As an academic preparing for the start of the school year, I have only just caught up on the Nimrod Reitman v Avital Ronell story. Dr. Ronell’s position is that the playfully intimate queer language she used was about mentorly endearment, support, and self-expression. Dr. Reitman’s position is that he increasingly felt pressured to keep up with her discursive game, as she had power over his job prospects. I do not personally know Avital Ronell, and therefore cannot attest to the veracity of either position. All I can do is state my own, after nearly thirty years experience as a scholar and professor.
I first should note that I’m a strong feminist, and have had my own MeToo moments in college and graduate school at the hands of a few male professors. Male academics have long been noxious sexual predators on their students, and that is a different scale and order of abuse of privilege.
That said, I do know of several very prominent female academics who routinely cross psychic and emotional boundaries with their mentees. They use their intellectual charisma and institutional power as a way to collect groupies, with whom they “flirt,” if not physically, then socially and psychologically. It’s abhorrent to me because even when consensual, it’s bad for the students. Such transgression is always an exercise in narcissism for the scholar, who craves adoration, worship, who may be lonely, who uses students to salve narcissistic wounds and to fill gaps that students should never be called upon to fill.
There are so many different ways to be supportive with graduate students. To befriend them over time as we grow them into autonomy. To show warmth, care and love for them as people. Most of us have done that with some of our advisees–allowed them to become friends, but only as they become peers and equals. In my opinion, pedagogy at its best is about cultivating the love Aristotle described as agape through the intellectual works themselves. We all know the right kind of affection and support that grows between a mentor and advisee; it grows in proportion to the ‘weaning’ of the student’s intellectual dependence on the professor. It’s based on respect and mutual gratitude, not on any other kind of intimacy. Emotional enmeshment of any kind is a disaster for both a student and (if the aggressor is the student) a professor.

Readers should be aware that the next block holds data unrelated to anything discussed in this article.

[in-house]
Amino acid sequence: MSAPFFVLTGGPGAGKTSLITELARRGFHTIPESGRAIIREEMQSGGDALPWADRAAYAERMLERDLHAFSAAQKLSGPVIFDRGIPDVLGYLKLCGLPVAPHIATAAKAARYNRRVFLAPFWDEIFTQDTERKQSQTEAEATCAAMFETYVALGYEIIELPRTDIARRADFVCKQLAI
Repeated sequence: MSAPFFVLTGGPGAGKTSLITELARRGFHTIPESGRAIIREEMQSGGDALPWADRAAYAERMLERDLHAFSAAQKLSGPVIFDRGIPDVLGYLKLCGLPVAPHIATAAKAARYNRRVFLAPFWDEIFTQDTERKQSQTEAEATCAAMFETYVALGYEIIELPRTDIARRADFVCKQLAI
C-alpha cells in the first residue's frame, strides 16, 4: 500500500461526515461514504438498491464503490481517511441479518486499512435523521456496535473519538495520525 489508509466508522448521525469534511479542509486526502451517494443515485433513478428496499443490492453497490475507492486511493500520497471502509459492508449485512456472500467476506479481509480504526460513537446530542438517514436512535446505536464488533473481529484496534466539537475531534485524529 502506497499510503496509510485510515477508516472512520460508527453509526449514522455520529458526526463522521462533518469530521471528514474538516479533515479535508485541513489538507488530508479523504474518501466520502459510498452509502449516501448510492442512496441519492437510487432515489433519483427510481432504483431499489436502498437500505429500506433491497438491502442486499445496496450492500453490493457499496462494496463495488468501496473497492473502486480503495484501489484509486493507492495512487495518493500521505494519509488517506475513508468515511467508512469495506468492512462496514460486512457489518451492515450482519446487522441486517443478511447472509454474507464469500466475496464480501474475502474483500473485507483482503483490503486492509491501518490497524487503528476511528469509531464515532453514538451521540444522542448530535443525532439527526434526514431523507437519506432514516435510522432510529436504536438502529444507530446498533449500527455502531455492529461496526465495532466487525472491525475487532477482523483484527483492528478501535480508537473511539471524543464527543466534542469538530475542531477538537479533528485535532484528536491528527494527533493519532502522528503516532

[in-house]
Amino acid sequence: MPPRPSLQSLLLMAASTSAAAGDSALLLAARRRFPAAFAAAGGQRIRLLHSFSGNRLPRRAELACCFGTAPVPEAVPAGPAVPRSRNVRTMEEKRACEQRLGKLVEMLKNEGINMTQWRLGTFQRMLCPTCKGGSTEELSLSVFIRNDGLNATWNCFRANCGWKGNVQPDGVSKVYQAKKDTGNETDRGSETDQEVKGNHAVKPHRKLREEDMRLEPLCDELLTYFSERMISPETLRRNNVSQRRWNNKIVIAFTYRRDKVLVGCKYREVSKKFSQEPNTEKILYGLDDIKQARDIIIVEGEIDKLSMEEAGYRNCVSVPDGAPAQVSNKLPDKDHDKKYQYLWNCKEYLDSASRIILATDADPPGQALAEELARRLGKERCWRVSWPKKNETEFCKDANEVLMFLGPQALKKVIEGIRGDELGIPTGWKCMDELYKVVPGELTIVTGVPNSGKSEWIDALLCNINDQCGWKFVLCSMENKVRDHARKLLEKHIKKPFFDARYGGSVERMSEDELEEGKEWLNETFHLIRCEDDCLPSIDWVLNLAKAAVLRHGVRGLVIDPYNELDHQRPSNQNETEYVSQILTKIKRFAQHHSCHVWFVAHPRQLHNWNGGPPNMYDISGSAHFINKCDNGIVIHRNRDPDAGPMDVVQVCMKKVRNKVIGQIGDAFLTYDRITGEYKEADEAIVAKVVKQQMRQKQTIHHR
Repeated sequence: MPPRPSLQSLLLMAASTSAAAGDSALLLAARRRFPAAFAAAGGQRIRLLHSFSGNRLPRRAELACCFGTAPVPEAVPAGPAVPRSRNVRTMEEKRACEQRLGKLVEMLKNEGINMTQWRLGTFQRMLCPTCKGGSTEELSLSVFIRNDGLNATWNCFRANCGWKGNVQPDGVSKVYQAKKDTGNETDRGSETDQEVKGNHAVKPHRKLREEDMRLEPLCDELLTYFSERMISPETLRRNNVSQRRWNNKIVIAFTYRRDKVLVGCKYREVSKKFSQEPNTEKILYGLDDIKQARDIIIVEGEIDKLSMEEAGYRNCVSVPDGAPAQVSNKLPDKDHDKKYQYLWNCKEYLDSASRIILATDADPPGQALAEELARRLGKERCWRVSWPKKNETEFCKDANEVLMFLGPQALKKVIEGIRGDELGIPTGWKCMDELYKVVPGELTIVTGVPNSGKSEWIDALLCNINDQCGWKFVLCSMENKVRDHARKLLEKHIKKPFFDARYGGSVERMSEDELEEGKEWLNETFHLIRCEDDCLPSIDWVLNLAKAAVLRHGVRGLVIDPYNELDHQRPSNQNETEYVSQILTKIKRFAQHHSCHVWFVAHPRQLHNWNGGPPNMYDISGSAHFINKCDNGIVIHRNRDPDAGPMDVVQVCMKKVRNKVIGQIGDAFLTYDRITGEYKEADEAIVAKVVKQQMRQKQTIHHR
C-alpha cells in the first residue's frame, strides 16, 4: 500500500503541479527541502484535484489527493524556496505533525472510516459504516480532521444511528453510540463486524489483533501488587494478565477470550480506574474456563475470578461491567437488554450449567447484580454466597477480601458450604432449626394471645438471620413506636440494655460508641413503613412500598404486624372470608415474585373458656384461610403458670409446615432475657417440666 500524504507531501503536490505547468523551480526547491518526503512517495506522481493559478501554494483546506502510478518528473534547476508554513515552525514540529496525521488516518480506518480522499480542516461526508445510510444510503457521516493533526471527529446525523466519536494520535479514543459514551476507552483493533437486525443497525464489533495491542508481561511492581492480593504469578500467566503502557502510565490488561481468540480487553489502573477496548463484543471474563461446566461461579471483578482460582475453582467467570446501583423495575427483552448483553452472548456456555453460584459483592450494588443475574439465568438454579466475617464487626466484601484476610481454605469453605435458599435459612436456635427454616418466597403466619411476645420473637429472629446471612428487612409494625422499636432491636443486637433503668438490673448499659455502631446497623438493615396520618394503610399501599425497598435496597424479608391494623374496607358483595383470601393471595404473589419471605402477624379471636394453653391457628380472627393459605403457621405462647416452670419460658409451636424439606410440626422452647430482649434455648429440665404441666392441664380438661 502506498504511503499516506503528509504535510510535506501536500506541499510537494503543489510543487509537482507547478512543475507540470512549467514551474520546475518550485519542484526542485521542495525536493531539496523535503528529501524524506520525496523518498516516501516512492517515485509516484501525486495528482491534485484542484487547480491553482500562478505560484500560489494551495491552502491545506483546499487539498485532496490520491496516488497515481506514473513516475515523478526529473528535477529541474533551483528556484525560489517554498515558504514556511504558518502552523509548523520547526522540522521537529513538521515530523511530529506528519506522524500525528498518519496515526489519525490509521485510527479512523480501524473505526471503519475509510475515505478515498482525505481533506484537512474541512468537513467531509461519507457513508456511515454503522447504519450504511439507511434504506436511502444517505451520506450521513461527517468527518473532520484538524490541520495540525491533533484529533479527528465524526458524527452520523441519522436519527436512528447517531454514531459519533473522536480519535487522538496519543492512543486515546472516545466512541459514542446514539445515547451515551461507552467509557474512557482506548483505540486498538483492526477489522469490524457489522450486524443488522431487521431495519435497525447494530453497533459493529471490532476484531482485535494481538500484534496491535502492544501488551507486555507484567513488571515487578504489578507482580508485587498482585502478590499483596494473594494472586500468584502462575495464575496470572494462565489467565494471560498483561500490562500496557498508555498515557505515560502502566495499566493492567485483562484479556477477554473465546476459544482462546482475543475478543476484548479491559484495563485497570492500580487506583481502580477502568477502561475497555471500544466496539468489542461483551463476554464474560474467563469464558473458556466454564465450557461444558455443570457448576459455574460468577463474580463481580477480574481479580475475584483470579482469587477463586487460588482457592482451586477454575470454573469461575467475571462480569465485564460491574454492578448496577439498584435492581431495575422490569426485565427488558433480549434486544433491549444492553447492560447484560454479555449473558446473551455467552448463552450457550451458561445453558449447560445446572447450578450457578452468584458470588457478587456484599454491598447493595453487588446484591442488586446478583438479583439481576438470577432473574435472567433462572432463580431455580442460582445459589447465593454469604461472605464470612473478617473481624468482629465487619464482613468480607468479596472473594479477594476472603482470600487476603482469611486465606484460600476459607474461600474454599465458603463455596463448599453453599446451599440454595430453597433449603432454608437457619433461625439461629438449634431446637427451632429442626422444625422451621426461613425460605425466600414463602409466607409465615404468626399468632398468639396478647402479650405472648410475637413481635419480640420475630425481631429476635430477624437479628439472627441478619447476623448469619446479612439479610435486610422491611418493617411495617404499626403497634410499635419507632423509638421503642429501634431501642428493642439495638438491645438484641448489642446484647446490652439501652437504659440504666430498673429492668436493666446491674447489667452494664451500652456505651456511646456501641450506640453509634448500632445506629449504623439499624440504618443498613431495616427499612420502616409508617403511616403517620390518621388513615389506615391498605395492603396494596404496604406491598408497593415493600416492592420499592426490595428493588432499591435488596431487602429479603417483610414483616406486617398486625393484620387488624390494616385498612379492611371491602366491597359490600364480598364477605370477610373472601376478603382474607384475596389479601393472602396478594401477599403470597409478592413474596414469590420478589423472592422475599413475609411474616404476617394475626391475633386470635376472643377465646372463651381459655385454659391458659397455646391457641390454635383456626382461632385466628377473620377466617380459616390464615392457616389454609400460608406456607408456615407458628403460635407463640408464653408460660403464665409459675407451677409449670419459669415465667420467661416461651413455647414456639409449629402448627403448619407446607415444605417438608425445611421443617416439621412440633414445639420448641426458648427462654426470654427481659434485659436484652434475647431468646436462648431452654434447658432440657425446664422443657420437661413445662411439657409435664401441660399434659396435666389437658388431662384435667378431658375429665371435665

Irrespective of whether or not there was any physical contact between Ronell and Reitman (aside from the occasional human hug), she acted in ways grossly unbecoming a professional. Like several other famous female scholars who have claimed that their emotional enmeshment with their students is how they “model” their pedagogy, she tried to make her behavior about her scholarly personality and Reitman’s putatively mutual delight with it. Ronell’s excuse is that their exchanges were intellectually “coded” versions of queered performativity, and that they both understood it as such.
However, as someone fluent in the “lingua franca,” I found it profoundly disturbing to see an academic advisor who tried to engineer and manipulate the personal, emotional, and verbal responses of their advisee. No matter how much we may prize individual quirkiness in brilliant scholars, the texts and emails between Ronell and Reitman were jaw-droppingly inappropriate. That male professors usually get away with much worse behavior (and lesser sanctions) is beside the point. So too is the way that Reitman played his own part in Ronell’s breach of professional ethics and responsibility.
Their relationship should never have been about her, or her personal, private or emotional needs. There is a kind of boundary built on pedagogical love, something we ought to model, so that our students learn over time to separate intellectually from our guidance and discover their own critical voices. Our job is to listen for those nascent voices and to actively help them emerge. Later we may decide to let former students into our lives as friends; but while we mentor, we don’t use them as a “fan club,” or to let us offload our personal problems. Why? Because those things are not about pedagogy. While students are directly under our institutional power, we bloody well better know the difference between agape and a pernicious false intimacy that strokes an academic’s ego while disempowering students.
The worst perpetrators of harassment of students are by far male academics and we all know it. However, all professors, especially advisors, must adhere to the proviso of “first do no harm.” Harm may be emotional, it may be physical. Both are harm.